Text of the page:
"To me, the key principal is that intensive use requires intensive management," Manning tells the class. "To think otherwise is being hopeful, but naïve."
When Manning considers his growth as a teacher across his 33-year career at UVM, he notes that it has taken time for him to become comfortable in front of a classroom. "I envy a lot of my colleagues who it seems like teaching comes more naturally to them. They're more extroverted by the very nature of their personalities. They're probably a lot smarter. But I try to make up for that with hard work."
Manning says that work sometimes means stepping outside of his comfort zone, becoming something of an actor at the chalkboard. "If I need to wake up the students by ranting and raving about something, I can make myself do that. I can ham it up. I think some of my colleagues see me do that and think, 'That's not you, Bob!'" he says with a laugh.
Manning traces his interest in a career connected to the national parks back to his time in the late 1960s stationed with the Coast Guard in San Francisco. On free weekends, Yosemite National Park beckoned, putting Manning on the path to a life in which there is enviable little difference between what he does for work and what he loves to do.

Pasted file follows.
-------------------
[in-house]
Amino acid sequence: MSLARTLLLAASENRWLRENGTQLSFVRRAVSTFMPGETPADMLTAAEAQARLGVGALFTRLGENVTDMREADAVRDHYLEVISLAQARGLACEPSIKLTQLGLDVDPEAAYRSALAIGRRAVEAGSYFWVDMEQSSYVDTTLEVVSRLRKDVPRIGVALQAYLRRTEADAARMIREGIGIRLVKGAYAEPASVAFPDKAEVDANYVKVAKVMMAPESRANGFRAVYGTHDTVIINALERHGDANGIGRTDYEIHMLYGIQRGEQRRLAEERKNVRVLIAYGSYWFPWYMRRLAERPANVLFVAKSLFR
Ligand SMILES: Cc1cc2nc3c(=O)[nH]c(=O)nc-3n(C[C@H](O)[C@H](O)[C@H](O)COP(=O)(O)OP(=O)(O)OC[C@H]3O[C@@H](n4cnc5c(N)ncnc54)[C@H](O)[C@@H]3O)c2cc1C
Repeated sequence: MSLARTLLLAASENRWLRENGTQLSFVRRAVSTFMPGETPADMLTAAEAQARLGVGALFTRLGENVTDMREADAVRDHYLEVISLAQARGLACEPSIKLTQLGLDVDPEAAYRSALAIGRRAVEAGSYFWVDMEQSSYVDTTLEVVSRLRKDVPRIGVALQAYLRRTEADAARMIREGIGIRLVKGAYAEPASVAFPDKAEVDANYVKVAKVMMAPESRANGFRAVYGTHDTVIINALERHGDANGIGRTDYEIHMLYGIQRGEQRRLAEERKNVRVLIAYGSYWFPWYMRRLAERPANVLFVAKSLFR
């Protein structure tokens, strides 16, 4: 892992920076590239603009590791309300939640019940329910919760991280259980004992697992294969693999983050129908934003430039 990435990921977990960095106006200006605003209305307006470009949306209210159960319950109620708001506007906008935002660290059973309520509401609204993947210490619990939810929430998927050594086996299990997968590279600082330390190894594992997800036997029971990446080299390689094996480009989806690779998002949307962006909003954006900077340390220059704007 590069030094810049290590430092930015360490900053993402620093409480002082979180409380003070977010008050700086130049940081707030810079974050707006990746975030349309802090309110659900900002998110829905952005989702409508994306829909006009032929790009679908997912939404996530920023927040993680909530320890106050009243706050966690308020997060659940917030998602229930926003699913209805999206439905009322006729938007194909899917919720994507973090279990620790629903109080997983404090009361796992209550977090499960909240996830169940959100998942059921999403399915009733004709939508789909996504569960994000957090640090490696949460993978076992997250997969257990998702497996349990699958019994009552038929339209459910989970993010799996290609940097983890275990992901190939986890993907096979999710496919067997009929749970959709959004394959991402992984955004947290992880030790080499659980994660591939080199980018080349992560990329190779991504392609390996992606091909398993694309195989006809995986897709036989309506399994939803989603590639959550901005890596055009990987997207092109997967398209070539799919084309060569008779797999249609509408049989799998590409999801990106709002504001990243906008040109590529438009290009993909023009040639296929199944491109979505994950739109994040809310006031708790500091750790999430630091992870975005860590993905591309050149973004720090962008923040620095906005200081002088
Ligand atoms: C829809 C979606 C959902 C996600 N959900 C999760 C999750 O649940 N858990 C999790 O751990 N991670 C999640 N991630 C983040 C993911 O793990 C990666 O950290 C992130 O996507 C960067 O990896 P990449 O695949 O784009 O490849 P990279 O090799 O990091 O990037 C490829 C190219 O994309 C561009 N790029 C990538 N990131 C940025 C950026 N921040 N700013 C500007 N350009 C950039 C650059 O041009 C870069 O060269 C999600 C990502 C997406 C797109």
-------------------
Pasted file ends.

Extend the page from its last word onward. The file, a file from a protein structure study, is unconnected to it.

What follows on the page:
Though Manning has visited and conducted research for many national parks -- these treasures filmmaker Ken Burns calls "America's best idea" -- Yosemite has always retained a particular place in his life. He spent a sabbatical year there in 1998-'99; six years ago he and Martha hiked the John Muir Trail's 220 miles from Yosemite Valley to the summit of Mount Whitney. And, yes, he's been asked his favorite place many times. Manning will take Yosemite's high country.
The seamless mesh of Manning's professional focus and personal interest is matched by a similar blend between his research and teaching. It's difficult to separate the two, particularly evident in the team approach of the Park Studies Laboratory.
Peter Newman G'02, a professor of natural resources at Colorado State University, has a vivid memory of traveling with Manning to research planning meetings at Yosemite during his graduate student days at UVM. After a full day of classes, Manning saw the cross-country flight as the perfect time to work over the first draft of Newman's dissertation proposal. "After three hours of talking about word choices, organization, etc. we made it through the dissertation. At the end of this lesson, there was more red pen on my paper than typed words," Newman recalls.
The pair touched down in San Francisco at midnight then started the drive toward the Sierras. "Though grueling, I look back on that trip with admiration and inspiration," Newman says. And though their relationship is now that of colleagues, he adds, "I still shudder when I see his erasable red pen dangling in his pocket."